In summary, there are 4 key areas of your training you should focus on, with an emphasis on the importance of training regularly in combination with a well balanced diet:
- Cardiovascular training – To allow for proper oxygen utilisation during your drive.
- Core Strength – To allow for combating the G-forces you’ll experience and for things like brake pedal application.
- Flexibility – To aid with injury risk reduction in the event of an accident.
- Cognitive Training – The ability to concentrate for longer, analyse situations quicker and generate more accurate predictions of what may happen.
If you’re at a loss at how to best create a training program, there are a wide variety of resources available online that will help you build a training program around what areas of fitness you need to improve on. You, yourself, will know exactly what areas you are stronger in than others, and so don’t be afraid to be honest about this. Red Bull has a great article, for example, on how to improve your core strength.
When it comes to mental training, it’s much harder to find articles relevant to racing. The key area of mental development to be aware of is that of memory. When turning into a corner on a simulator, your brain instinctively knows within seconds how much brake force and steering angle to apply, as well as where to position the car.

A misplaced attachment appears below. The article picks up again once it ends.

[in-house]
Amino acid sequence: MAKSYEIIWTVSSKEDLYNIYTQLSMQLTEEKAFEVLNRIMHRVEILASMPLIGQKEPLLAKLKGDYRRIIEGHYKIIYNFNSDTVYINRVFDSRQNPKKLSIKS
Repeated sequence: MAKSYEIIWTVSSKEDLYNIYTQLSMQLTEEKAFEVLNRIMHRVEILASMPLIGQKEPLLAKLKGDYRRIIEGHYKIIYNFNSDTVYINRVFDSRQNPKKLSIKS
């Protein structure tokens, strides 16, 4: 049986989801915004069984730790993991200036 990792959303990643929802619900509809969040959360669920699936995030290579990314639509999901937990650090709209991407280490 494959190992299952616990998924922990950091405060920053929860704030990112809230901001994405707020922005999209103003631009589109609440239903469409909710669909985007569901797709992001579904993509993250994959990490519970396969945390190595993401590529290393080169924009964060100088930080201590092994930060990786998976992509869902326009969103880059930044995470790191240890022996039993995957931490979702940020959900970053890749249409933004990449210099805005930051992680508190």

By improving your memory through memory-orientation tasks, you can increase the number of scenarios your brain can recall instantly if something is to happen (such as the car beginning to slide or getting hit). These scenarios and experience are undoubtedly what you will face in the real world, and so being able to handle anything that comes your way is key.
There is no doubt that when you roll out into the pitlane for the first time, your body will become oversaturated with the amount of stimuli being presented to you. By creating training routines around the above steps, however, you can reduce the amount of energy and strain this will have, allowing you to relax, focus and enjoy driving all the much more!
Becoming a Pro Sim Racer
The ‘road to pro’ as it’s often called in sim racing, is the end goal for the majority of drivers. With the recent surge of investment in Esports due to the collapse of the real world, the prospect of working full time in a simulator to race is a very real possibility, and the likes of G2 Esports, Williams Esports and others have evidenced this.